What Is An Oblate?
“Oblate” means “offered”, as bread and wine are “offered” on the altar, and refers to those who have chosen to affiliate themselves to a particular Benedictine monastery. Oblates do not take vows but make a commitment to live by the values of St Benedict’s Rule insofar as these are relevant to the circumstances of their lives. Their commitment will normally be to balance their prayer, work family life and leisure in a way that puts first things first. The strong sense of community and hospitality at St Anselm’s extends itself to our oblates in a special way.
On the first Sunday of each month oblates of St Anselm’s take part in the conventual Mass. They join the community afterward for coffee and at 10.30 return to the Chapel for a spiritual conference usually given by the director of oblates. An annual retreat is held. In 2008 there has also been a pilgrimage to Rome led by the Prior. A small additional St Anselm’s oblate group exists in the city of Philadelphia.
How Do You Become An Oblate?
First, by attending one or several monthly meetings. Then, after consultation with the oblate director, Abbot Aidan Shea, by being enrolled as an oblate novice and spending a year studying the Rule of St Benedict under the guidance of the director. If he or she persists for a year, a novice makes a final act of oblation which has been written out in the novice’s own words. This act, modeled on a monk’s profession but lacking its canonical status, expresses the commitment to live by the oblate ideal. The Superior of the monastery formally accepts the new oblate with prayers and a blessing.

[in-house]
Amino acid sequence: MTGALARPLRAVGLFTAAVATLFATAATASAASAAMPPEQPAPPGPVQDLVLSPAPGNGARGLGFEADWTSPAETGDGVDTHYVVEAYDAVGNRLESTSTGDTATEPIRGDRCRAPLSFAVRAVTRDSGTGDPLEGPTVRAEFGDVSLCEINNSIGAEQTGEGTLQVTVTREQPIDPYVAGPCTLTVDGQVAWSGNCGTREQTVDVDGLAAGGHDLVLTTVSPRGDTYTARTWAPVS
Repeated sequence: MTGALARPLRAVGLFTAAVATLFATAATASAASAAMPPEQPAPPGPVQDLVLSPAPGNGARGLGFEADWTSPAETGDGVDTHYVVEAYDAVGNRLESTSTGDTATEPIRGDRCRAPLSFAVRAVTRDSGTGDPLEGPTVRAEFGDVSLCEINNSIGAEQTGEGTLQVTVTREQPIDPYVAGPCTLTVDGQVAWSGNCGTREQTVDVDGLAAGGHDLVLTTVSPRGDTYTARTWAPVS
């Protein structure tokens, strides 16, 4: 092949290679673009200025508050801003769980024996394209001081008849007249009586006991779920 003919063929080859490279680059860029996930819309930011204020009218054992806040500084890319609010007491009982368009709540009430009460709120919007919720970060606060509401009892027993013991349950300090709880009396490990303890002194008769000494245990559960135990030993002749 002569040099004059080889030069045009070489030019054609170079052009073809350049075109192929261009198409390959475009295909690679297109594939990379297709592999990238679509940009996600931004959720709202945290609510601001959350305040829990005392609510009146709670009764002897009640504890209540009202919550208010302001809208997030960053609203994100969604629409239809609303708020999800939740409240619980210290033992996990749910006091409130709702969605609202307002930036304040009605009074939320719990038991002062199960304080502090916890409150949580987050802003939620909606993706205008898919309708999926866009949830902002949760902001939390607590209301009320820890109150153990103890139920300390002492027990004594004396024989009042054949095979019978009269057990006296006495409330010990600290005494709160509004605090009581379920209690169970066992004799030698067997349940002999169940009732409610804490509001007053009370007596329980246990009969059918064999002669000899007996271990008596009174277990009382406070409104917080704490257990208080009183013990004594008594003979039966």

My Vocation as a Benedictine Oblate
by Adam Kline
A vocation is a calling. I am, by profession, a teacher. I believe that I am called to be a teacher. But, I also have a spiritual side, which is not nourished by simply being a teacher.
My attraction to Benedictine spirituality goes back many years and I have always been attracted to the monastic life, but I do not feel called to be a monk. I have found that through the process of my oblation, I am able to combine those two parts of my life. As an oblate of St. Anselm’s Abbey I am linked to that community of monks through my daily praying of morning and evening prayer and through my participation in the Eucharist with the monastic community.
I am also nourished in my journey through the spiritual talks and discussions given by our oblate director. Becoming an oblate has also brought me in contact with a group of lay people who are equally interested in Benedictine spirituality and I enjoy my interactions with them at our monthly oblate meetings.
If you are interested, come join us at the Abbey for the Eucharist, hospitality, and a spiritual talk on the first sunday of every month.